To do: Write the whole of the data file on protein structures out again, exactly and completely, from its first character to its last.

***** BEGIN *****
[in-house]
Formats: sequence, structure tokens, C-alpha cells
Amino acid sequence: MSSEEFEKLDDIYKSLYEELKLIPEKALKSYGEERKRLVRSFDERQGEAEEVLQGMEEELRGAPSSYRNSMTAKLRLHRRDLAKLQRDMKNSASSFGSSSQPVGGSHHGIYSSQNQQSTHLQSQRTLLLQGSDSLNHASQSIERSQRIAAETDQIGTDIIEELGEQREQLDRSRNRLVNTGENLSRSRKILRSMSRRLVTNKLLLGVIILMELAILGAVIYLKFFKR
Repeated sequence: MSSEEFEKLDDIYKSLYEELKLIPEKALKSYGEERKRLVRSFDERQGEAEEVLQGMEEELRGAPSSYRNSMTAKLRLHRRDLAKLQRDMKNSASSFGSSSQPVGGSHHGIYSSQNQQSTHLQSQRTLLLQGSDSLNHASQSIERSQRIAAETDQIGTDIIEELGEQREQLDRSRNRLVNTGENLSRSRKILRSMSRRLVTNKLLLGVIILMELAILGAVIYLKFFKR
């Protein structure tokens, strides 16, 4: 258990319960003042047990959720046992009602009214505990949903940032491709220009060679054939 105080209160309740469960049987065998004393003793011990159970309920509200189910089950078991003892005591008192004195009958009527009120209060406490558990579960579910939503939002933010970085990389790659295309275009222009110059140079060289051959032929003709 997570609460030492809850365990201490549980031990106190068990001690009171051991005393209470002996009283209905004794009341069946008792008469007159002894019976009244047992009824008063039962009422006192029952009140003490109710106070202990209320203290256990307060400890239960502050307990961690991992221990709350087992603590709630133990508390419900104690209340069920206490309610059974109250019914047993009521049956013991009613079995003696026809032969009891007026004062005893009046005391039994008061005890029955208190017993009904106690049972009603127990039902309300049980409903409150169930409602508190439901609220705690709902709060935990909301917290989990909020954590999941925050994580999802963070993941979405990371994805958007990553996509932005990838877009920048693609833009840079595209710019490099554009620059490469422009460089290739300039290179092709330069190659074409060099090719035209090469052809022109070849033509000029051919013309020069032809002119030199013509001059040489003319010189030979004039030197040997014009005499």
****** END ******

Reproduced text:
[in-house]
Formats: sequence, structure tokens, C-alpha cells
Amino acid sequence: MSSEEFEKLDDIYKSLYEELKLIPEKALKSYGEERKRLVRSFDERQGEAEEVLQGMEEELRGAPSSYRNSMTAKLRLHRRDLAKLQRDMKNSASSFGSSSQPVGGSHHGIYSSQNQQSTHLQSQRTLLLQGSDSLNHASQSIERSQRIAAETDQIGTDIIEELGEQREQLDRSRNRLVNTGENLSRSRKILRSMSRRLVTNKLLLGVIILMELAILGAVIYLKFFKR
Repeated sequence: MSSEEFEKLDDIYKSLYEELKLIPEKALKSYGEERKRLVRSFDERQGEAEEVLQGMEEELRGAPSSYRNSMTAKLRLHRRDLAKLQRDMKNSASSFGSSSQPVGGSHHGIYSSQNQQSTHLQSQRTLLLQGSDSLNHASQSIERSQRIAAETDQIGTDIIEELGEQREQLDRSRNRLVNTGENLSRSRKILRSMSRRLVTNKLLLGVIILMELAILGAVIYLKFFKR
């Protein structure tokens, strides 16, 4: 258990319960003042047990959720046992009602009214505990949903940032491709220009060679054939 105080209160309740469960049987065998004393003793011990159970309920509200189910089950078991003892005591008192004195009958009527009120209060406490558990579960579910939503939002933010970085990389790659295309275009222009110059140079060289051959032929003709 997570609460030492809850365990201490549980031990106190068990001690009171051991005393209470002996009283209905004794009341069946008792008469007159002894019976009244047992009824008063039962009422006192029952009140003490109710106070202990209320203290256990307060400890239960502050307990961690991992221990709350087992603590709630133990508390419900104690209340069920206490309610059974109250019914047993009521049956013991009613079995003696026809032969009891007026004062005893009046005391039994008061005890029955208190017993009904106690049972009603127990039902309300049980409903409150169930409602508190439901609220705690709902709060935990909301917290989990909020954590999941925050994580999802963070993941979405990371994805958007990553996509932005990838877009920048693609833009840079595209710019490099554009620059490469422009460089290739300039290179092709330069190659074409060099090719035209090469052809022109070849033509000029051919013309020069032809002119030199013509001059040489003319010189030979004039030197040997014009005499």